National Geographic : 1954 Oct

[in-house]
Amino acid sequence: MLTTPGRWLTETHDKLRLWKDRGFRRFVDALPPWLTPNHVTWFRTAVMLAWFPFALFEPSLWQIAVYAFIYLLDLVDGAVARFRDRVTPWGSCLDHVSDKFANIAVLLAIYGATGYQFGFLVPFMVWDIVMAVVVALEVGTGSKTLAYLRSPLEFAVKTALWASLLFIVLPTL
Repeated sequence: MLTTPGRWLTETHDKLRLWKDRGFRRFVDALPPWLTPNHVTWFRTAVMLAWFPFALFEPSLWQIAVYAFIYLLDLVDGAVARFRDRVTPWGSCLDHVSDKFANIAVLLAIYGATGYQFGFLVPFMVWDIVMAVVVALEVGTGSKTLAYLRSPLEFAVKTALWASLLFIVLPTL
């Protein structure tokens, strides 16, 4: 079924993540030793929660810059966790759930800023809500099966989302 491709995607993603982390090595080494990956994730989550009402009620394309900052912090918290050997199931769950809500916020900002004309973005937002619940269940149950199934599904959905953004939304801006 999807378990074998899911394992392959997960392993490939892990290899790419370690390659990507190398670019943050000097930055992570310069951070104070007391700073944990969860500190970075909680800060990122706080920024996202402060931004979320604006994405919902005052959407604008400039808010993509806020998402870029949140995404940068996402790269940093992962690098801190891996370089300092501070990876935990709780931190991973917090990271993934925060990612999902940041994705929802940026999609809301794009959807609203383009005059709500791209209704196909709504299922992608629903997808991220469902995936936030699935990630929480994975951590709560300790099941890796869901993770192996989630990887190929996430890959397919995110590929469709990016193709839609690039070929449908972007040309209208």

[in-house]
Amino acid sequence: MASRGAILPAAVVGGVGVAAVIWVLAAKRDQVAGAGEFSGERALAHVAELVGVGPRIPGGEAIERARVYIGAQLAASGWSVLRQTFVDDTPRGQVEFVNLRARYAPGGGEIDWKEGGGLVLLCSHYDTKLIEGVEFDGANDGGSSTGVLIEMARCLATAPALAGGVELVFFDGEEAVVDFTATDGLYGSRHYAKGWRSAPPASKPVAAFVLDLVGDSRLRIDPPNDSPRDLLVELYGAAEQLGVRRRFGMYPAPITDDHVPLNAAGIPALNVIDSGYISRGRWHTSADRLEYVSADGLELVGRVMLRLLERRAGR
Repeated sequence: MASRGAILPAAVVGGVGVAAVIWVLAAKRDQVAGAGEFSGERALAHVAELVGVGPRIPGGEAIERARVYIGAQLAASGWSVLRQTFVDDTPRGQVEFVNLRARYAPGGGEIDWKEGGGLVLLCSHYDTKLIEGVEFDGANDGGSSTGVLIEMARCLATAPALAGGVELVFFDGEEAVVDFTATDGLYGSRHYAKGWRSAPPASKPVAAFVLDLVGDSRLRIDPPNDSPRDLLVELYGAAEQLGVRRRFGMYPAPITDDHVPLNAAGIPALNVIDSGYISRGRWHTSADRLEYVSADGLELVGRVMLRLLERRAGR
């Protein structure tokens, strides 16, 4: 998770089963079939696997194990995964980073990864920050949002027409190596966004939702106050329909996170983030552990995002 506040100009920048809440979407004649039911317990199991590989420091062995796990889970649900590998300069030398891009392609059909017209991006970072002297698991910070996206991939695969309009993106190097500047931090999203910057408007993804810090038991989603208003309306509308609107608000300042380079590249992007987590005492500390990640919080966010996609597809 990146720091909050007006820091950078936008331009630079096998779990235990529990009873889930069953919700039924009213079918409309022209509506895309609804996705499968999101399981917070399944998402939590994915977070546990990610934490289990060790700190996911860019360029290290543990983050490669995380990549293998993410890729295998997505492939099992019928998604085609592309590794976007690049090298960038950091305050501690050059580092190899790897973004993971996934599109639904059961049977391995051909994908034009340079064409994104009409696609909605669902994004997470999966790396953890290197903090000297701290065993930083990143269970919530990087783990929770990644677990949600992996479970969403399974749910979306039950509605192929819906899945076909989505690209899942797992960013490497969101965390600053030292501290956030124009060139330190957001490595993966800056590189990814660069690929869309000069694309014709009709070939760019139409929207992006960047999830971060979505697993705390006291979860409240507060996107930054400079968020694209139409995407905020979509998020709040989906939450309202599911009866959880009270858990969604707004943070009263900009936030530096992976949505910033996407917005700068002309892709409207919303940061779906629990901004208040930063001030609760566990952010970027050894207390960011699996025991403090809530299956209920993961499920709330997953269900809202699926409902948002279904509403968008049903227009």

494 W. Robert Moore, National Geographic Staff Leather-clad Girl Totes a Milk Gourd In her right hand she holds copper wire for a new armband. Her sandals are cowhide. away and died before the slave caravans reached the coast. Masai have no written language. They have never adopted the wheel; donkeys pro vide transport during migrations. Nor do they build boats of any kind, since they do not dwell near any large body of water. Serving the Masai as blacksmiths is a sub tribe whose status is so inferior that intermar riage is forbidden. These are the Kunono, with whom pure Masai scarcely condescend to speak. Another subtribe, the Dorobo, kill game with poisoned arrows, hunt wild honey, perform circumcisions, and provide other services. Dances and Sacrifices Mark Unoto The unoto rites have evolved out of cen turies of mysticism. They involve, among other things, much dancing, elaborate cos tumes and headdresses, and frequent use of the mystical number 49. There were numerous sacrifices of sacred oxen, and presacrificial rites were complicated and symbolic. Black oxen, for example, were fed large quantities of honey beer, then smothered to death with beaded hides. One was striped with white chalk before it was killed. Fires were ceremoniously kindled in the age-old fashion (opposite page). Forty-nine oxen were driven to a specially selected site. On this spot, toward the end of the unoto, Masai women erected the esingera, a large, circular temporary hut made of branches and dung. It was surrounded by 49 smaller huts to be occupied by 49 leaders of the age grade. Only those moran who had observed all tribal laws and customs could enter the esingera (page 512). Special unoto dances were performed al most continuously (page 516). The dancers wore colorful flowing capes, ostrich-feather headdresses, vulture-feather neckpieces, col obus monkey skins, and bells on their legs. Some wore the coveted lion-mane headdress called olowaru. The olowaru wearers constitute an elite corps. In each lion hunt, two men's special bravery is acknowledged: the one who throws the first spear, and the one who rushes in and grabs the lion's tail. Near Narok we were told that the man who caught the lion's tail was awarded the mane, but this custom seems to vary. In hunts we witnessed later in Tanganyika, the man who threw the first spear won the mane, while the tail was awarded to the hunter who grabbed it.